Federalism. The defendant’s second argument, that accepting the government’s interpretation would federalize many fraud schemes that traditionally have been subject to state enforcement, also was rejected. Not every fraud would become bank fraud simply because the proceeds of the fraud were obtained by check rather than by cash, the Court said. For example, tricking an innocent victim into writing a valid check would not constitute bank fraud.

The bank fraud law included a “by means of” requirement, the opinion pointed out. Bank fraud was committed only if a bank was deprived of money or property “by means of” a misrepresentation. That would exclude fraudulent schemes that did not include making any misrepresentations to a bank. Bank fraud would occur only if “the defendant’s false statement is the mechanism naturally inducing a bank” to pay money.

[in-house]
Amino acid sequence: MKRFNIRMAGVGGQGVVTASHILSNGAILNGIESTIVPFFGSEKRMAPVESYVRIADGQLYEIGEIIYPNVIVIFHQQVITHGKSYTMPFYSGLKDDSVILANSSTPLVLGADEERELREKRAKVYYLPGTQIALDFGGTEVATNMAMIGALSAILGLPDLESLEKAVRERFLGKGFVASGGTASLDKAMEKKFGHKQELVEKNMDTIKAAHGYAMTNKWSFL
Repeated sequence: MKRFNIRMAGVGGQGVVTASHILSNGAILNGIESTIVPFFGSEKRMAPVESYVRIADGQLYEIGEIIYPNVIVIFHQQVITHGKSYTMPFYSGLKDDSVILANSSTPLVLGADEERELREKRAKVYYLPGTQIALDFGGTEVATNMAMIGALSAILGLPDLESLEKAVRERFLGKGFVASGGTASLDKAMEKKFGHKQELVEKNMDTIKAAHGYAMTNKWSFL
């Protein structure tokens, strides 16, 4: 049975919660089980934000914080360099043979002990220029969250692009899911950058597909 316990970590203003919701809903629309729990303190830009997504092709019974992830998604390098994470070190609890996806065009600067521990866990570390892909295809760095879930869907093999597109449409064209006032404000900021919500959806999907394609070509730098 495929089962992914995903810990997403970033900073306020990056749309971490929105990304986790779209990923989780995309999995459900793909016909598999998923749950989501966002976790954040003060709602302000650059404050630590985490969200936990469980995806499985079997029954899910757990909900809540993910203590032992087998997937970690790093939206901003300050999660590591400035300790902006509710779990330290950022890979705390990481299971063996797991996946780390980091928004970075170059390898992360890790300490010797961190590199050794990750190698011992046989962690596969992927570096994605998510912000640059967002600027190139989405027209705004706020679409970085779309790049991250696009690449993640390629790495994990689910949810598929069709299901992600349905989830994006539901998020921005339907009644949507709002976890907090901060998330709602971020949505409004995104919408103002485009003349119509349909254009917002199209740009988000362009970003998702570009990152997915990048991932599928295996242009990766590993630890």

Justice Scalia’s opinion. Justice Scalia, joined by Justice Thomas, concurred in the result and most of the majority opinion’s reasoning, but not with the “by means of” analysis. That part of the majority’s opinion, which Scalia characterized as having been included to respond to the federalism arguments, was not necessary and should have been omitted, he said.

However, if the “by means of” analysis were to be considered, the majority’s “crabbed” definition was too narrow, Scalia continued. To say that a swindler was indifferent to how he received the proceeds of his con—by check or in cash—is not the same as saying that by receiving a check he did not obtain money from the bank by means of his fraud. It was no more helpful to examine whether false statements were made to a bank directly or indirectly, he added.